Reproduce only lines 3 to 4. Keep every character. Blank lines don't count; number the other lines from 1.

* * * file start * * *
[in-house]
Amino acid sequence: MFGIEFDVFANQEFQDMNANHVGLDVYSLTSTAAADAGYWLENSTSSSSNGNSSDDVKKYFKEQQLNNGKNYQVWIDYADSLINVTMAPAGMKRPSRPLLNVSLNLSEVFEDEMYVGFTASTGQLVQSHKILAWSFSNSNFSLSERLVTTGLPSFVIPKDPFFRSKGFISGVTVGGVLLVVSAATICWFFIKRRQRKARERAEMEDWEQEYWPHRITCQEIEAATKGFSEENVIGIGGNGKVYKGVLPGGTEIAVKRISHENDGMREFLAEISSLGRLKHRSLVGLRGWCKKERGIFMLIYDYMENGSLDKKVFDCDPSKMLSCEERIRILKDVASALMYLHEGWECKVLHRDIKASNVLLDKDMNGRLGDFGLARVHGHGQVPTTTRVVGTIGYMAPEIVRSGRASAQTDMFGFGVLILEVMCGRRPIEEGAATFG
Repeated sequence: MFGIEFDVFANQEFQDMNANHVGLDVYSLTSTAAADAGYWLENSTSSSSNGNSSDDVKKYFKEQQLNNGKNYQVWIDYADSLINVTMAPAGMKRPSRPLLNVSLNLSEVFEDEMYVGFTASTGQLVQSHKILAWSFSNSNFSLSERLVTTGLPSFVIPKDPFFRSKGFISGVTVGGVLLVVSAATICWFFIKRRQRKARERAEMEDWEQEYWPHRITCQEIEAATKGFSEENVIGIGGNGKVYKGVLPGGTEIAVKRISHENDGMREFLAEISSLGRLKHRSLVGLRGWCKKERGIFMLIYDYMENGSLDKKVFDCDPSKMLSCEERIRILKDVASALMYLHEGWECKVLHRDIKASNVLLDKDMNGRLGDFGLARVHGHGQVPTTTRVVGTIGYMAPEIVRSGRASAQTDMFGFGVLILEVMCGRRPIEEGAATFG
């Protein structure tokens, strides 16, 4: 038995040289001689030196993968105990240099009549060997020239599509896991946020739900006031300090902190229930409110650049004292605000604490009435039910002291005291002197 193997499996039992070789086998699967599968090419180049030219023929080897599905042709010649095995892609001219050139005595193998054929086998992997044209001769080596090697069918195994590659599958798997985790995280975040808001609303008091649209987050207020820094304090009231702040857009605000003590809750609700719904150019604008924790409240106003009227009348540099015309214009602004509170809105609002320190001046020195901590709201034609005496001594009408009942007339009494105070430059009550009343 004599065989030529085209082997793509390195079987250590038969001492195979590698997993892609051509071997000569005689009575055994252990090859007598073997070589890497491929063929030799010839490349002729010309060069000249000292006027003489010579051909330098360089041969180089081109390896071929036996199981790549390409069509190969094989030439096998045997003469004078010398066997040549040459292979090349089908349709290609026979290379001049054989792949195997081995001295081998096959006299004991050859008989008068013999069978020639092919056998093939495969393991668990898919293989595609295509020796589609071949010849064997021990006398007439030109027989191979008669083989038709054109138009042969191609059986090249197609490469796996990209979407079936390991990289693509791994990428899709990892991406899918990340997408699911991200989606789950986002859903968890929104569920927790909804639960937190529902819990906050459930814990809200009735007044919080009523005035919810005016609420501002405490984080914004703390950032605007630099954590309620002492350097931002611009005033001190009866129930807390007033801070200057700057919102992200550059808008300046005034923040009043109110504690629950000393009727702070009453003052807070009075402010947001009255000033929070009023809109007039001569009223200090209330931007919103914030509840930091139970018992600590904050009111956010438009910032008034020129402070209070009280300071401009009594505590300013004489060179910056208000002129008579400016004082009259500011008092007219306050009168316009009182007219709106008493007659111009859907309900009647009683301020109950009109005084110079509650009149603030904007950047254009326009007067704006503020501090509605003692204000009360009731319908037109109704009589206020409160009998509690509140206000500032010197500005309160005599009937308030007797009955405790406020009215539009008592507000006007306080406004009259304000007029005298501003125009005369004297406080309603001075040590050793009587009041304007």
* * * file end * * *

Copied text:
Repeated sequence: MFGIEFDVFANQEFQDMNANHVGLDVYSLTSTAAADAGYWLENSTSSSSNGNSSDDVKKYFKEQQLNNGKNYQVWIDYADSLINVTMAPAGMKRPSRPLLNVSLNLSEVFEDEMYVGFTASTGQLVQSHKILAWSFSNSNFSLSERLVTTGLPSFVIPKDPFFRSKGFISGVTVGGVLLVVSAATICWFFIKRRQRKARERAEMEDWEQEYWPHRITCQEIEAATKGFSEENVIGIGGNGKVYKGVLPGGTEIAVKRISHENDGMREFLAEISSLGRLKHRSLVGLRGWCKKERGIFMLIYDYMENGSLDKKVFDCDPSKMLSCEERIRILKDVASALMYLHEGWECKVLHRDIKASNVLLDKDMNGRLGDFGLARVHGHGQVPTTTRVVGTIGYMAPEIVRSGRASAQTDMFGFGVLILEVMCGRRPIEEGAATFG
């Protein structure tokens, strides 16, 4: 038995040289001689030196993968105990240099009549060997020239599509896991946020739900006031300090902190229930409110650049004292605000604490009435039910002291005291002197 193997499996039992070789086998699967599968090419180049030219023929080897599905042709010649095995892609001219050139005595193998054929086998992997044209001769080596090697069918195994590659599958798997985790995280975040808001609303008091649209987050207020820094304090009231702040857009605000003590809750609700719904150019604008924790409240106003009227009348540099015309214009602004509170809105609002320190001046020195901590709201034609005496001594009408009942007339009494105070430059009550009343 004599065989030529085209082997793509390195079987250590038969001492195979590698997993892609051509071997000569005689009575055994252990090859007598073997070589890497491929063929030799010839490349002729010309060069000249000292006027003489010579051909330098360089041969180089081109390896071929036996199981790549390409069509190969094989030439096998045997003469004078010398066997040549040459292979090349089908349709290609026979290379001049054989792949195997081995001295081998096959006299004991050859008989008068013999069978020639092919056998093939495969393991668990898919293989595609295509020796589609071949010849064997021990006398007439030109027989191979008669083989038709054109138009042969191609059986090249197609490469796996990209979407079936390991990289693509791994990428899709990892991406899918990340997408699911991200989606789950986002859903968890929104569920927790909804639960937190529902819990906050459930814990809200009735007044919080009523005035919810005016609420501002405490984080914004703390950032605007630099954590309620002492350097931002611009005033001190009866129930807390007033801070200057700057919102992200550059808008300046005034923040009043109110504690629950000393009727702070009453003052807070009075402010947001009255000033929070009023809109007039001569009223200090209330931007919103914030509840930091139970018992600590904050009111956010438009910032008034020129402070209070009280300071401009009594505590300013004489060179910056208000002129008579400016004082009259500011008092007219306050009168316009009182007219709106008493007659111009859907309900009647009683301020109950009109005084110079509650009149603030904007950047254009326009007067704006503020501090509605003692204000009360009731319908037109109704009589206020409160009998509690509140206000500032010197500005309160005599009937308030007797009955405790406020009215539009008592507000006007306080406004009259304000007029005298501003125009005369004297406080309603001075040590050793009587009041304007």